Take it to the bank
We are in the business of shaping and changing behaviors. Financial literacy just happens to be our focus. And there are a handful of behaviors around financial literacy that I know lead to true, lifelong impact.
Opening and maintaining a bank account is one of those key behaviors. I don’t think the general public always appreciates the impact that can come from a first bank account. It sounds so basic. If you were raised with a bank account, or with saving and budgets as regular conversation topics, then going to the bank is commonplace. If you’ve had a checking or savings account for a few decades, it can be an afterthought.
For many of the thousands of teens we work with every year, a bank is not part of regular life. (Students like Than, at left, a senior at Ronald Reagan College Preparatory H.S. featured in this new video.) Parts of Milwaukee have few or no banks. While families across social and economic spheres feel uncomfortable talking about money, the absence or distance of banks from the routines of regular life can make them seem cumbersome or suspect. At the same time, teens find early jobs that sometimes dole out spending cards instead of paychecks or direct deposit, and see far more financial options displayed in neon from check cashing stores. Without a place to save and keep your hard-earned money safe – for goals like college – financial security can get tricky.
We can verify that the students who make the effort to open an account go on to develop stronger financial habits and make better choices. For instance, in Money Sense, our financial fundamentals program, surveys of student participants found that 16% of teens (who did not yet have a bank account) had opened a savings account after the lessons. For the short time that we have with students in Money Sense, this is a significant and positive change. In Money Coach, our intensive financial mentoring program, the results are staggering. All but one student have opened a bank account by the time they’ve finished. Last year, we went a step further in tracking the behaviors of former Money Coach students. It turned out that 98% of students surveyed had maintained a bank account even two years after completing Money Coach. This is behavioral change in action!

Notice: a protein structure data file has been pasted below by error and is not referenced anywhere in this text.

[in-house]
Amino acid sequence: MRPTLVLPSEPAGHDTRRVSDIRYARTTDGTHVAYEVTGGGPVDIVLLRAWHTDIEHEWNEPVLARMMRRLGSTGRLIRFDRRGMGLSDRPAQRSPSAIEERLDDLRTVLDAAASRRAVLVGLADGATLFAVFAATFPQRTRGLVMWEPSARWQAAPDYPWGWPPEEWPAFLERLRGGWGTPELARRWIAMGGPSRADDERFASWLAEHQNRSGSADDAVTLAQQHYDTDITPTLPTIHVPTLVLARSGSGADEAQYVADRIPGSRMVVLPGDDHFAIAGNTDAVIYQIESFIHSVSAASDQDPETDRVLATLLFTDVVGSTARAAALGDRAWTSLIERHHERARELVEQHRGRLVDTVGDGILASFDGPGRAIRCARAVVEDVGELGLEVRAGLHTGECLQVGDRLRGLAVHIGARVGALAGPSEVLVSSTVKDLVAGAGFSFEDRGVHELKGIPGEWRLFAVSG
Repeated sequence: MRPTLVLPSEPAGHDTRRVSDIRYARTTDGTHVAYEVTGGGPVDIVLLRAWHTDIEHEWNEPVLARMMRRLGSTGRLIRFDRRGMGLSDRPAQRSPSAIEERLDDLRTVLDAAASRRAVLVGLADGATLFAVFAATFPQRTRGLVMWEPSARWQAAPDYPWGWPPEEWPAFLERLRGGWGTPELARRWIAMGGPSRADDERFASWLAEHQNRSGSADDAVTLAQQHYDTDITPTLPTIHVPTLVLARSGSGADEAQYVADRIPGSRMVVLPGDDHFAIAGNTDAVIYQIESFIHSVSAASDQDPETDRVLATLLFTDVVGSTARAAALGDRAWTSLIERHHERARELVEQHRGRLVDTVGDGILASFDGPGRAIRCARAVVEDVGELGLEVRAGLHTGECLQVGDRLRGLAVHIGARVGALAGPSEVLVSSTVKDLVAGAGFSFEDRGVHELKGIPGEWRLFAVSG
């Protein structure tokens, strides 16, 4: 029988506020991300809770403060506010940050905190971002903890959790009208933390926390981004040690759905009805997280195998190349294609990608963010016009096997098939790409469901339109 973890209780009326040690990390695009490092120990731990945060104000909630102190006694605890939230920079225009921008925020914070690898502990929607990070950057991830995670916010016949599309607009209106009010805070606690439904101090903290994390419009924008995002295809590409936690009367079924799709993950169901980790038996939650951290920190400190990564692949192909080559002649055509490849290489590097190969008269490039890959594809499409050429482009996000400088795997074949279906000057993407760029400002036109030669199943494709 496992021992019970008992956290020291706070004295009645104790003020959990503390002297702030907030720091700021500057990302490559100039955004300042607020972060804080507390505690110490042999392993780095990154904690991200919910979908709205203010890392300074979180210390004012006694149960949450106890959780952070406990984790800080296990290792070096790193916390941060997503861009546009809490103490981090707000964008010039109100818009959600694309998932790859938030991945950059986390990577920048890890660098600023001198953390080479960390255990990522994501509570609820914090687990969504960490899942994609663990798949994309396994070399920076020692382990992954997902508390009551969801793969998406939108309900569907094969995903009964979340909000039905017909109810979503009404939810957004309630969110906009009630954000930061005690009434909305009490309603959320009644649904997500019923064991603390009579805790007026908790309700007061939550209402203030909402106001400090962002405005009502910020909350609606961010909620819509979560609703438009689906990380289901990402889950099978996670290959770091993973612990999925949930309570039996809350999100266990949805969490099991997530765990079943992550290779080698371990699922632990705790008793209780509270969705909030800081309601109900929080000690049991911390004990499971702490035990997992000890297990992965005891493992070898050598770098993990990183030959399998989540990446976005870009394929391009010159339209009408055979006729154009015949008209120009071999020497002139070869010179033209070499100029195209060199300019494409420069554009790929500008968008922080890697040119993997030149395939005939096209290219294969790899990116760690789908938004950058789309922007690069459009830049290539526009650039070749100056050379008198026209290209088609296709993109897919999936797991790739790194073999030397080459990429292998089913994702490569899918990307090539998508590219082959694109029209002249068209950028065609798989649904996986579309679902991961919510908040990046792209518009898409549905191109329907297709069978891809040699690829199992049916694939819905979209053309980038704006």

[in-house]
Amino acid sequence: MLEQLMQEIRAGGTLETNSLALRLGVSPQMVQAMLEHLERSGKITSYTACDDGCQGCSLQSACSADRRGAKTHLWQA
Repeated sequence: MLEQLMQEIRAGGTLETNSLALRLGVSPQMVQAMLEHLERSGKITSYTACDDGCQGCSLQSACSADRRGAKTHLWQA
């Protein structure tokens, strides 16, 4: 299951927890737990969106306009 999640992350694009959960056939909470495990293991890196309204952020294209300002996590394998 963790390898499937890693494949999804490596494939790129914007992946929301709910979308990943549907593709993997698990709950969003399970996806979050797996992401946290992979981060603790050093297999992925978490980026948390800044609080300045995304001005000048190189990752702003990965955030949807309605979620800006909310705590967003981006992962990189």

Opening a bank account is one factor when it comes to personal financial behaviors. But it’s a start. For teens in our community, it is a critical place to begin to take hold of their financial futures.
In thinking of and sharing the topic of a first bank account, I found myself returning over and over again to the story of Jeremy Cain. Jeremy was in our Money Sense program about 9 years ago, while at Ronald Reagan College Preparatory H.S. His initial impression of banks back as a teen? He thought you had to be rich to have a bank account. And he pictured banks filled with stacks of cash. Jeremy lit up from our lesson, opened his first account and encouraged family members to do the same. Then, he went on to start an I.T. business and after college, he opened a thriving driver education program.
About a year ago, Jeremy joined our Board of Directors, our first alum to do so. And, on the personal side, he just welcomed his first child into the world. His money smart actions will continue to benefit the next generation. That is behavioral change you can take to the bank.
You can see and hear more from Jeremy and two other Money Sense participants in our new video. And you are welcome to reach out to me anytime with your thoughts and questions at firstname.lastname@example.org.